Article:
This was definitely a cute, hilarious story. Sandra D. Bricker has a way of writing that will have you laughing out loud. It may be a sweet and simple story, but it is definitely filled with a lot of fun times, emotions, and growth. The spiritual aspect was nicely weaved in, as Sandra learns to come to terms with God after the aspect. All in all, this is a nicely done book that is perfect when you're looking for something sweet and fun.

This review can also be found on   Rachel Marie's book recommendations, liked quotes, book clubs, book trivia, book lists (read shelf)


Sandra D. Bricker:

Website | Facebook | Twitter | Goodreads








Title: The Sons of Isaac
Author: Roberta Kells Dors
Rating: 3 out of 5 stars
Purchase: Amazon | Barnes & Noble
Received via NetGalley

You will live the grand story of the descendants of Abraham in this capstone of the Roberta Kells Dorr biblical fiction series. This work is a new, unpublished title, of Abraham's descendants featuring Isaac's sons, Jacob and Esau, told with the same critical eye and careful study Dorr is known for. In it, faith keeps Abraham from accepting the king's daughter as a wife for Isaac, but fear almost keeps Rebekah from leaving her home to become Isaac's spouse. When God tells Rebekah that she will bear Isaac twin sons and the youngest will serve the older, Jacob is skeptical. But that revelation will mark the lives of Jacob and Esau and influence generations to come.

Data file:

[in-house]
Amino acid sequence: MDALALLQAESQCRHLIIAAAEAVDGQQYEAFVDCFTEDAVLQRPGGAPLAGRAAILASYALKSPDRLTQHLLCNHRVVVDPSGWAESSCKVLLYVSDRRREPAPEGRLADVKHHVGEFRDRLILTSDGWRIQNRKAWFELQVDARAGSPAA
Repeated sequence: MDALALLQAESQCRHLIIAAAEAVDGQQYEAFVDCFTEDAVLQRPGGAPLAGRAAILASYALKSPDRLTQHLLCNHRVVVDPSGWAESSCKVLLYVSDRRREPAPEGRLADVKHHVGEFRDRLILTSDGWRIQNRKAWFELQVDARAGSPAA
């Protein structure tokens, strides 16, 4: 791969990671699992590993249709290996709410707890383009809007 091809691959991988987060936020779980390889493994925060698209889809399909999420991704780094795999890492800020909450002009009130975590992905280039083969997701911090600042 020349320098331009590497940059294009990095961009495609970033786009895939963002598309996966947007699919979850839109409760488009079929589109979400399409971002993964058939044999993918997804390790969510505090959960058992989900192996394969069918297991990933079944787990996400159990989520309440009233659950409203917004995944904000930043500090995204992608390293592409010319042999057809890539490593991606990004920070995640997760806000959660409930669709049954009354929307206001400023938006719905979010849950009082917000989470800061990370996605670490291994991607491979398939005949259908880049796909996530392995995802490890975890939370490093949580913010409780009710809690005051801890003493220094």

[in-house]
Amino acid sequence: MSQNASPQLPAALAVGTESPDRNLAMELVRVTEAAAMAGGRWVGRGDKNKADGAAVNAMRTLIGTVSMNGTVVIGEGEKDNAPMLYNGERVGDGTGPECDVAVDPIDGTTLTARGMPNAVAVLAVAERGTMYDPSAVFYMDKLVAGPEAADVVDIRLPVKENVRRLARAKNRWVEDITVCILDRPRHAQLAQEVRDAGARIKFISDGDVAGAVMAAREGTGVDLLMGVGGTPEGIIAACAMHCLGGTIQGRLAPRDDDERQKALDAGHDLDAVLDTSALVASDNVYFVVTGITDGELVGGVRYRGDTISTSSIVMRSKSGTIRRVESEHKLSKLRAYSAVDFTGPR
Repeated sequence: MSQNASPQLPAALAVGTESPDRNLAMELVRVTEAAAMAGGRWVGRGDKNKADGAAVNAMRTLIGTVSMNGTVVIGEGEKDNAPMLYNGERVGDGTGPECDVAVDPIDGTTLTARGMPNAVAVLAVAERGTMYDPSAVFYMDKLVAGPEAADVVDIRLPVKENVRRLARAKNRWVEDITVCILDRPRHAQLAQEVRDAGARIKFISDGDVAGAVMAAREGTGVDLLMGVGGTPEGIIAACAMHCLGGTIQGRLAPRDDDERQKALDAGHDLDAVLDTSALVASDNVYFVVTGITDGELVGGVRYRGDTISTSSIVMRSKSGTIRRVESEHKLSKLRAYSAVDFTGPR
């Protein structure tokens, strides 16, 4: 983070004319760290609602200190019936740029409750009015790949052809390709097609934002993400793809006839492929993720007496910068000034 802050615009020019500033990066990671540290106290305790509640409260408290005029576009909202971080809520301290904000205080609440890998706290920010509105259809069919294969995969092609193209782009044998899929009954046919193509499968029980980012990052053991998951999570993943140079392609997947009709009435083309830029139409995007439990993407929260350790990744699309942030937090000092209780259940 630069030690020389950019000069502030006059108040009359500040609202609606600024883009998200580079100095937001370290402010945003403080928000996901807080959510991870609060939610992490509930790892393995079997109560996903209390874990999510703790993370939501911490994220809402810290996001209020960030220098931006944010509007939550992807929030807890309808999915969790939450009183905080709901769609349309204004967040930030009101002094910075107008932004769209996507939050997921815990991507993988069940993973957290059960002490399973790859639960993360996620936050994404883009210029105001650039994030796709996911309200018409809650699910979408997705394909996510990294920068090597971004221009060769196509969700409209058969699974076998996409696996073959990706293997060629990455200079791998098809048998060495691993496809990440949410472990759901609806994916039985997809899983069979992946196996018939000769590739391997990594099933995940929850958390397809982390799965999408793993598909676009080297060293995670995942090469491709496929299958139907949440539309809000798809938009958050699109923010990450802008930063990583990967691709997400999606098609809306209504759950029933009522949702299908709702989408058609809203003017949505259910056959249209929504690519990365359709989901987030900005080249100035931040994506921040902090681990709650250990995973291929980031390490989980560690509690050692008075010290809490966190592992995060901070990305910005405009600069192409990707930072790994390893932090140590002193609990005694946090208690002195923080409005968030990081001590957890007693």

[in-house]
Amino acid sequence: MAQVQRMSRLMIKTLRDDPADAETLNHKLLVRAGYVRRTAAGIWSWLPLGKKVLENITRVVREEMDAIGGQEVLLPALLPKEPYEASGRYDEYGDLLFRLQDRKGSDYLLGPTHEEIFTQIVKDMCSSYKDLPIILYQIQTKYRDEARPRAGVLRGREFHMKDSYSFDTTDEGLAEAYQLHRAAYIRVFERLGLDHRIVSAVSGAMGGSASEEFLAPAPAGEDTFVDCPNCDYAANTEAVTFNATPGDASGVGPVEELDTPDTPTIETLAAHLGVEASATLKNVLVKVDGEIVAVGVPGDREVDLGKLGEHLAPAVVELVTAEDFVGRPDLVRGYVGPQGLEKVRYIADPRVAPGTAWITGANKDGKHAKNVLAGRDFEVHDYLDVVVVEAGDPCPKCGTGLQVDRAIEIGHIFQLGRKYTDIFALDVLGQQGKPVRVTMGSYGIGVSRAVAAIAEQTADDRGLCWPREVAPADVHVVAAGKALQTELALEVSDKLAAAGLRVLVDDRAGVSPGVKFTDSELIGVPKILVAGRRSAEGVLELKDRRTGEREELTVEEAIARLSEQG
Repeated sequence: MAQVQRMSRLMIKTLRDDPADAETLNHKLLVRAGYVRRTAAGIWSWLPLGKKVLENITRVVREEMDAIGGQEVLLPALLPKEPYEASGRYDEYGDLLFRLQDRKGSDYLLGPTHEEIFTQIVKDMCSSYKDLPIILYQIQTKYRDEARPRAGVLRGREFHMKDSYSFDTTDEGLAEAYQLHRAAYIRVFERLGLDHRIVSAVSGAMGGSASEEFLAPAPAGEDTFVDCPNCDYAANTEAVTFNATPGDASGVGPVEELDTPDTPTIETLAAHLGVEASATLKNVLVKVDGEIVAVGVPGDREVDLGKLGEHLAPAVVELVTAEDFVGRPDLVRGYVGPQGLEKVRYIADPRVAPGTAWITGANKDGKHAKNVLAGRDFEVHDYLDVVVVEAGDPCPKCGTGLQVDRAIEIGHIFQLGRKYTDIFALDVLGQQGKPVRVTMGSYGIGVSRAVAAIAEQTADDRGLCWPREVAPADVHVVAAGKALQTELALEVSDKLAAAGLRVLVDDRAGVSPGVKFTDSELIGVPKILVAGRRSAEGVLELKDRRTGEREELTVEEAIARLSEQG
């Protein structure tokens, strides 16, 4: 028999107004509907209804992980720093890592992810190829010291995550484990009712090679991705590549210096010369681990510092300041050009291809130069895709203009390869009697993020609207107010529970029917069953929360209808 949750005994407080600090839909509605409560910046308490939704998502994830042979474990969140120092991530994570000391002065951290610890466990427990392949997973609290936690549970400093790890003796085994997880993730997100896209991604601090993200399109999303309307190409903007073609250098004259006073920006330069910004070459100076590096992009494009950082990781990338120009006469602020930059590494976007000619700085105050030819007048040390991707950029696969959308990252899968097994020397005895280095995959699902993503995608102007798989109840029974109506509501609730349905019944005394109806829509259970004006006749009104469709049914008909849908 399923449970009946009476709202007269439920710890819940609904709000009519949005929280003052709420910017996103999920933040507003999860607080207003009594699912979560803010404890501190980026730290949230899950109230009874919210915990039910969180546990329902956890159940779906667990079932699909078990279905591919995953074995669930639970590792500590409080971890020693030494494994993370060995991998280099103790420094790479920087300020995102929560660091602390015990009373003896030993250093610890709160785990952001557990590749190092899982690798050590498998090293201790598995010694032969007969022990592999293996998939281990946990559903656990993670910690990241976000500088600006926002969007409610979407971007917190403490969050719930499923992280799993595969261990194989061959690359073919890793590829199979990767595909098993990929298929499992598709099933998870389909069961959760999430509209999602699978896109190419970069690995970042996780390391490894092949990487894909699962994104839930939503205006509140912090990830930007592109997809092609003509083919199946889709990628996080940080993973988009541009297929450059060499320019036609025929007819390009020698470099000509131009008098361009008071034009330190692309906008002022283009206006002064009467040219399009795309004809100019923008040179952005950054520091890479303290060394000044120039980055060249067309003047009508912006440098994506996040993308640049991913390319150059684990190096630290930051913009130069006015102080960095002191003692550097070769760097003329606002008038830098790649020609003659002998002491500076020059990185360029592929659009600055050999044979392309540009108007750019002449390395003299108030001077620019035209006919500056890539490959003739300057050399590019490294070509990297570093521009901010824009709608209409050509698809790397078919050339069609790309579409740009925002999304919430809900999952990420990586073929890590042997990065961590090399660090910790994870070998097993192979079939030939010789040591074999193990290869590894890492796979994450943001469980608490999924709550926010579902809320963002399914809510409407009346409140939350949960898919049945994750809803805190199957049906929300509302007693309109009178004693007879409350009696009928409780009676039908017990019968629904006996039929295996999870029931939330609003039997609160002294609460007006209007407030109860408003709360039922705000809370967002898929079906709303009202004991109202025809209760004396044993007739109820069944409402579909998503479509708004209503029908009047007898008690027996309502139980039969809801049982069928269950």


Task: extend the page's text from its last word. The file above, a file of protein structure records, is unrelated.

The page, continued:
This tale of family love, greed, jealousy, hope, manipulation, stubbornness, idol worship, famine, and faith in the one God, Elohim, is taken from the pages of biblical history but sounds like a headline from today's magazines. It ends much like it begins, when Jacob blesses two of his sons, Manasseh and Ephraim, saying that the younger will become greater than the older, a theme that is seen throughout The Sons of Isaac


For some reason,I am always interested in stories that retellings of Bible stories/Biblical characters. I will pick up anything I see that is one, especially if it's a character that is my favorite or really interesting. I won't say Isaac is one of my favorite characters or anything, but seeing how differently each author can interpret the stories fascinate me.

The stories are nothing knew, and can only be changed so much in keeping with history, which has always been a hard part for anyone who wants to attempt this kind of story. The writing in this story was very well done. It captured your interest from the beginning, and was almost enough to make you feel like you were reading an entirely new story.